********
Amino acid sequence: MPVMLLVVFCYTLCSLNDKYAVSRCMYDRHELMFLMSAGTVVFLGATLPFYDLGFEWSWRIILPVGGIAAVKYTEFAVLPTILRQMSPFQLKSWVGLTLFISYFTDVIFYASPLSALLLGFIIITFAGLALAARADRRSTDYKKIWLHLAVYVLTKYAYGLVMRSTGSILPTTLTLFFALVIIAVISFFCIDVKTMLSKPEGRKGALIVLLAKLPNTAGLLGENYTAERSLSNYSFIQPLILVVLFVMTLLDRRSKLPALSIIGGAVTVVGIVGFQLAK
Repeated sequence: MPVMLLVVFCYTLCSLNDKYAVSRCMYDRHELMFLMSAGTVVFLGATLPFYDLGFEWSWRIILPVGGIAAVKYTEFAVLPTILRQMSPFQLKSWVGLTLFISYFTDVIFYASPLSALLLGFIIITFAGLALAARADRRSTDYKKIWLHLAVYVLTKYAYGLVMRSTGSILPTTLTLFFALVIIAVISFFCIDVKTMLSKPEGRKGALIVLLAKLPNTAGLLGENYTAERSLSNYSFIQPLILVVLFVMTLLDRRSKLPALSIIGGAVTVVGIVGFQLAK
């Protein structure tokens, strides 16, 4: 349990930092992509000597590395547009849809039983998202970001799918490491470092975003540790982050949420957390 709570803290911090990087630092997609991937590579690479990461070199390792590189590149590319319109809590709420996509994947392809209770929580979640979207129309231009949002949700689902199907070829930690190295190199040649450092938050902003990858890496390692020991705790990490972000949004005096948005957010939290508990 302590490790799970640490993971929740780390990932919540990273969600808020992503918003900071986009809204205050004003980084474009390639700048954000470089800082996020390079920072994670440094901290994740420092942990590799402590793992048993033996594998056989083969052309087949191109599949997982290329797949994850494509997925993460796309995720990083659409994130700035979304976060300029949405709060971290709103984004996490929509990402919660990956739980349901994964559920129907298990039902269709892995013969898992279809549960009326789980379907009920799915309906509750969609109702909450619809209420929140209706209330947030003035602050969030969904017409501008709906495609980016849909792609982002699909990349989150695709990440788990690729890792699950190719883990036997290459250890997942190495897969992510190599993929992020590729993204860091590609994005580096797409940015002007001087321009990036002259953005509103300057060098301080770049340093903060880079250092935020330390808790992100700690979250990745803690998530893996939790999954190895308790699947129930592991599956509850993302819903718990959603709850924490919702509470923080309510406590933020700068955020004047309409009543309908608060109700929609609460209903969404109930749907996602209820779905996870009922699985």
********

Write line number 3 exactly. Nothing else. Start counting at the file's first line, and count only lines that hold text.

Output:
């Protein structure tokens, strides 16, 4: 349990930092992509000597590395547009849809039983998202970001799918490491470092975003540790982050949420957390 709570803290911090990087630092997609991937590579690479990461070199390792590189590149590319319109809590709420996509994947392809209770929580979640979207129309231009949002949700689902199907070829930690190295190199040649450092938050902003990858890496390692020991705790990490972000949004005096948005957010939290508990 302590490790799970640490993971929740780390990932919540990273969600808020992503918003900071986009809204205050004003980084474009390639700048954000470089800082996020390079920072994670440094901290994740420092942990590799402590793992048993033996594998056989083969052309087949191109599949997982290329797949994850494509997925993460796309995720990083659409994130700035979304976060300029949405709060971290709103984004996490929509990402919660990956739980349901994964559920129907298990039902269709892995013969898992279809549960009326789980379907009920799915309906509750969609109702909450619809209420929140209706209330947030003035602050969030969904017409501008709906495609980016849909792609982002699909990349989150695709990440788990690729890792699950190719883990036997290459250890997942190495897969992510190599993929992020590729993204860091590609994005580096797409940015002007001087321009990036002259953005509103300057060098301080770049340093903060880079250092935020330390808790992100700690979250990745803690998530893996939790999954190895308790699947129930592991599956509850993302819903718990959603709850924490919702509470923080309510406590933020700068955020004047309409009543309908608060109700929609609460209903969404109930749907996602209820779905996870009922699985």